Davenport Sewer Repair Could Cost $144 Million Print
News/Features - City Shorts
Tuesday, 06 February 2001 18:00
Consultants have told Davenport City officials that $144 million needs to be spent over the next 50 years for sewer repairs. An estimated $18 million will need to spent on 16 projects in the next five years, with most of them aimed at preventing raw sewage from backing up into homes. After 2006, proposed projects will allow Davenport’s sewer system to accommodate new growth. Currently, Davenport spends $2 million to $3 million on sewer repairs a year.

The Free Expression Network (FEN) is an alliance of organizations dedicated to protecting the First Amendment right of free expression and the values it represents, and to opposing governmental efforts to suppress constitutionally protected speech. FEN members meet on a quarterly basis to share information and strategies. FEN maintains a Web site, the Free Expression Network Clearinghouse, to provide information – including important links and news stories – to the public at-large about First Amendment issues. See for yourself at (http://www.freeexpression.org/).

Declaring the suit filed by the City of Gary, Indiana, against firearms manufacturers an unconstitutional attempt to regulate interstate commerce in Lake County, Superior Court Judge James J. Richards on January 12 dismissed the city’s case against 18 manufacturers, one distributor, and six retailers. In a strongly worded opinion, Richards described the city’s suit as a “radical departure” from established law and said the suit was an effort by the city and mayor at “arbitrary social reform” that sought to create a body of “judge-made gun laws.” Gary joins a number of local governments – including Chicago, Miami, Cincinnati, and Philadelphia – that have had lawsuits dismissed that tried to hold the firearms industry accountable for the criminal use of firearms. To view the entire press release concerning this decision, visit the National Shooting Sports Foundation Web site at (http://www.nssf.org).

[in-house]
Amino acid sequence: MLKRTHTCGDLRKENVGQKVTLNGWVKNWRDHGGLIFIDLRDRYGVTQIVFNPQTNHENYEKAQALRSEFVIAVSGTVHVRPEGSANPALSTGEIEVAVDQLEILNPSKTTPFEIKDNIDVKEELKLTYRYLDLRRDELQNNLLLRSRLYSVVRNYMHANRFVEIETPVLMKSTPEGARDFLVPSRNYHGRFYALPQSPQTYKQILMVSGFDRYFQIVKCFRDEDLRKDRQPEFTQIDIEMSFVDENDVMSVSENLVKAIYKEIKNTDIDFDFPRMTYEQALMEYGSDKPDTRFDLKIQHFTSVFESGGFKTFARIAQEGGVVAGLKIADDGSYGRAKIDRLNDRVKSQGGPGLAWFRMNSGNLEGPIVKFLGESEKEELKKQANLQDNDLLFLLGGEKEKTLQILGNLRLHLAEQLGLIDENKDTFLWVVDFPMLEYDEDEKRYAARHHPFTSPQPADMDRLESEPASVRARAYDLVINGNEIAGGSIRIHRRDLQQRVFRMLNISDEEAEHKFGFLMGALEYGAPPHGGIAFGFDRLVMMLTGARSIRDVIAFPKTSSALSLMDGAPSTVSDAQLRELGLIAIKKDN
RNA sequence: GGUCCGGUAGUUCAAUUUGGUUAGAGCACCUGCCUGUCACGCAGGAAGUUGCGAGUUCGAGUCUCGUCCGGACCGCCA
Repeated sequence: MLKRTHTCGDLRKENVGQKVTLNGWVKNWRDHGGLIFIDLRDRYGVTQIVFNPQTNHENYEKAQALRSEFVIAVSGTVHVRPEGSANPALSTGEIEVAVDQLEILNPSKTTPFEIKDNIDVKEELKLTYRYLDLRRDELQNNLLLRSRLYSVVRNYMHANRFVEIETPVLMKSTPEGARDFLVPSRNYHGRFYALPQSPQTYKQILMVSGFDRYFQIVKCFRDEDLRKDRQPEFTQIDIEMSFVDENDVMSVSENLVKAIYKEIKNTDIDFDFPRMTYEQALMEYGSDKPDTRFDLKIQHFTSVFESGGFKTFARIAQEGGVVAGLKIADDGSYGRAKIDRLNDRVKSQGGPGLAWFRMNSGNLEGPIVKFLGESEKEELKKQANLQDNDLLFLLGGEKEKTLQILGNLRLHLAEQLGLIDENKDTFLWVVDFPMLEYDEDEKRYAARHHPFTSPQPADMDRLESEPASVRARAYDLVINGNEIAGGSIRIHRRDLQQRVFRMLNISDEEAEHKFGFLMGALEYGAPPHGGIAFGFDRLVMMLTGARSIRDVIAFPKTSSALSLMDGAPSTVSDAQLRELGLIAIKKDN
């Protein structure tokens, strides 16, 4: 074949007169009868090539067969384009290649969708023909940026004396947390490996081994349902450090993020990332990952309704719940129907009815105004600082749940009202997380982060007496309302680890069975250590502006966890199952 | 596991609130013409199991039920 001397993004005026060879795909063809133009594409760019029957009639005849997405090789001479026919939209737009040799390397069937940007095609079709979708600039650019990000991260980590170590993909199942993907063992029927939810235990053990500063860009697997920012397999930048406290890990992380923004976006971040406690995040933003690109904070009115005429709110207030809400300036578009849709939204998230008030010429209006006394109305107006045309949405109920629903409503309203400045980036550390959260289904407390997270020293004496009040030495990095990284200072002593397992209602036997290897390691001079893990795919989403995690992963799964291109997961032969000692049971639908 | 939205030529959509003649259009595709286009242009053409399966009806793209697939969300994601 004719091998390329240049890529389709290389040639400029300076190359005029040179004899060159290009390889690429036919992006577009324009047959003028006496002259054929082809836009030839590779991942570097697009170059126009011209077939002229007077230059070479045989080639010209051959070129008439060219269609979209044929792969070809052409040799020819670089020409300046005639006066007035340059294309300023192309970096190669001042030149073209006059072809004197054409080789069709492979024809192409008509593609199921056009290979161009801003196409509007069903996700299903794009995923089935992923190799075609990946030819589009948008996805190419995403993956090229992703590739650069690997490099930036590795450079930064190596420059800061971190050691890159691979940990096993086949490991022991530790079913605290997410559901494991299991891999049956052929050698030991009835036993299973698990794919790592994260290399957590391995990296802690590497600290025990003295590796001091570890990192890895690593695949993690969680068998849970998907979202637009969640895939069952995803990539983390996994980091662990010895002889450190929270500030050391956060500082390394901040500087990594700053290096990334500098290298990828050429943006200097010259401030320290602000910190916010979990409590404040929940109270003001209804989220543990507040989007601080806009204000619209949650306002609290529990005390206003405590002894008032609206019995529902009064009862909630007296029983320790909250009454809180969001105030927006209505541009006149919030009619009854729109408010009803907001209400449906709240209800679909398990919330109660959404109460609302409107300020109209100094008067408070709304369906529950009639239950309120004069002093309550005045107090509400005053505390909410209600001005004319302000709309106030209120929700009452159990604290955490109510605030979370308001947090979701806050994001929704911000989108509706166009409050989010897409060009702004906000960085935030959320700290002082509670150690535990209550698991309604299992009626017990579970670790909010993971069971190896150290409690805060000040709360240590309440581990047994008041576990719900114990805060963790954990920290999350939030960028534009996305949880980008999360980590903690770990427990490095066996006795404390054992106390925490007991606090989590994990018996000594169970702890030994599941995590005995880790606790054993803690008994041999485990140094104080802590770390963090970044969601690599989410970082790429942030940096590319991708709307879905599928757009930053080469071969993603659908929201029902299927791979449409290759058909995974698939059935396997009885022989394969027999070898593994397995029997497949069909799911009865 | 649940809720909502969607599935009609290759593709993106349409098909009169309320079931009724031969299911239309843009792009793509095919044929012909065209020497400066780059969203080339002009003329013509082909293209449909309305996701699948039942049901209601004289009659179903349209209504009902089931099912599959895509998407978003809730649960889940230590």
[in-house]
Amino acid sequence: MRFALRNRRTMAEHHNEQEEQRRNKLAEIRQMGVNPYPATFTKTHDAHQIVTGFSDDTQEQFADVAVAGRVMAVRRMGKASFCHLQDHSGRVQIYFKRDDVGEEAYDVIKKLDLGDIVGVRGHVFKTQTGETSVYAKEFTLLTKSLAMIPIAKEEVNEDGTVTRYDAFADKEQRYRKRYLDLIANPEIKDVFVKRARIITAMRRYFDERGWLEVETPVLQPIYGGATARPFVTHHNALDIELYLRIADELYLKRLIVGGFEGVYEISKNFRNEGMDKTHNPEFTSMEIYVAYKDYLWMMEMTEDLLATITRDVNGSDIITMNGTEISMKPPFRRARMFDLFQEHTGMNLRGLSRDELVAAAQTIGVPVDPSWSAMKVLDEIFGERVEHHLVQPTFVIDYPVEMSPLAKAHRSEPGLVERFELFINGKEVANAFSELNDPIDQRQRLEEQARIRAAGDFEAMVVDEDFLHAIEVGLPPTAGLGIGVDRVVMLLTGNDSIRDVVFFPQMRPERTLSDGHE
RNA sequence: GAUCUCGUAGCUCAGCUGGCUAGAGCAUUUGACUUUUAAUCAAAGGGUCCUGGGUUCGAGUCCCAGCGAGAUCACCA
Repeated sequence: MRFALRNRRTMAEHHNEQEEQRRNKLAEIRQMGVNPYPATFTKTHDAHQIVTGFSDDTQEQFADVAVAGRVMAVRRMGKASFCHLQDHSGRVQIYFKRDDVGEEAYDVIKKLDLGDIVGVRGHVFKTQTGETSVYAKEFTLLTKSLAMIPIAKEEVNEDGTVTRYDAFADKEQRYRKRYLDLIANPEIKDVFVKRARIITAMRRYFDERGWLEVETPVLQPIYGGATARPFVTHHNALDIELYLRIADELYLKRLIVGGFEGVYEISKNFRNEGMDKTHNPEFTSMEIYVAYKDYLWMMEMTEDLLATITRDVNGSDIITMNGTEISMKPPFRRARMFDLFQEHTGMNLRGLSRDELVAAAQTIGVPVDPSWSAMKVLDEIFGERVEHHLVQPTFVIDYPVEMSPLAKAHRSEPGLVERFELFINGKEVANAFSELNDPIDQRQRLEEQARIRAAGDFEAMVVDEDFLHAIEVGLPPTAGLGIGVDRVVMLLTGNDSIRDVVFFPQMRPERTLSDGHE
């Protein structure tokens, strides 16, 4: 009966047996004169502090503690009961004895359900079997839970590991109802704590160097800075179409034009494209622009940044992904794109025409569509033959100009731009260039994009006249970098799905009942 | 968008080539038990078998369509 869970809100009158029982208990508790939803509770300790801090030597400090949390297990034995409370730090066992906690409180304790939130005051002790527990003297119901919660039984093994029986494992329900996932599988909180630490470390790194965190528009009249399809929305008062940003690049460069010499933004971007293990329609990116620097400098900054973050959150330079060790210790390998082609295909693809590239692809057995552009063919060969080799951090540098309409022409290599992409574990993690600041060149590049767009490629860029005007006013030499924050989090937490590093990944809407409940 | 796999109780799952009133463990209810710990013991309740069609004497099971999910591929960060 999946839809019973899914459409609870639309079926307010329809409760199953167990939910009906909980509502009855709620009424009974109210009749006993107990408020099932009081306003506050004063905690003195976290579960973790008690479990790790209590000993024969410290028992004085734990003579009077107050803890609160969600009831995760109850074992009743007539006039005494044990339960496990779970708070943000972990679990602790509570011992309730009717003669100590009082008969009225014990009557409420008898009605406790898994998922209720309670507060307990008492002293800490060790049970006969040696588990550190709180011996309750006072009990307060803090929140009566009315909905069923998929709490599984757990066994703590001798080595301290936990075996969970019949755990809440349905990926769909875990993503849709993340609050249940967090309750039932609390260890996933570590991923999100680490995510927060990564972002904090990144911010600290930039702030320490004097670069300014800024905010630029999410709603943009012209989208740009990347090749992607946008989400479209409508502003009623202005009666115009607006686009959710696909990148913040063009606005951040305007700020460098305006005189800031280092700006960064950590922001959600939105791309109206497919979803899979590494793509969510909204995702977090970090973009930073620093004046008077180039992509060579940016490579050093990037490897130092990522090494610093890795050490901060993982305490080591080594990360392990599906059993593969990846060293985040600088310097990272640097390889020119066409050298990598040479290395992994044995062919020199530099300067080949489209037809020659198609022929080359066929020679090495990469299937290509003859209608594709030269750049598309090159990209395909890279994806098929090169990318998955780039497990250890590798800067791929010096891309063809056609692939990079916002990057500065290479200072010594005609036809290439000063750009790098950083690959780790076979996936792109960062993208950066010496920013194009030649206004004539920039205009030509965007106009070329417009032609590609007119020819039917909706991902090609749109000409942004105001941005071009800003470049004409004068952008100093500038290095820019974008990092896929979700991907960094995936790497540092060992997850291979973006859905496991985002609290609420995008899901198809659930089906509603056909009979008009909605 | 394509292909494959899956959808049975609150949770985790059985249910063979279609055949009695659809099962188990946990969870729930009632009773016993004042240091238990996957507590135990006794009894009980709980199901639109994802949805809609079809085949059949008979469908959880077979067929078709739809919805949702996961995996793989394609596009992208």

A bill raising the speed limit on Iowa’s interstate highways, including divided highways, from a top speed of 65 miles per hour to 70 has been introduced in the Iowa House and Senate. Supporters of the bill say Iowa should join other Midwest states by adopting a more sensible speed limit. On the other side, opponents worry that increased speed limits will cause more traffic-related deaths and encourage motorists who already exceed the speed limit to go even faster. Governor Tom Vilsack says he opposes the bill. The debate will be tempered by a recent tragic weekend in Iowa in which 17 people were killed on the state’s roads.

If you have some free time and are interested in natural-resource protection and enhancement, consider becoming an Earth Team Volunteer at the Scott County Soil and Water Conservation District. Volunteers of all ages and backgrounds are needed to participate in activities to help conserve, improve, and sustain Scott County’s natural resources and the environment. For more information on how you can help, call the district at (319)391-1403.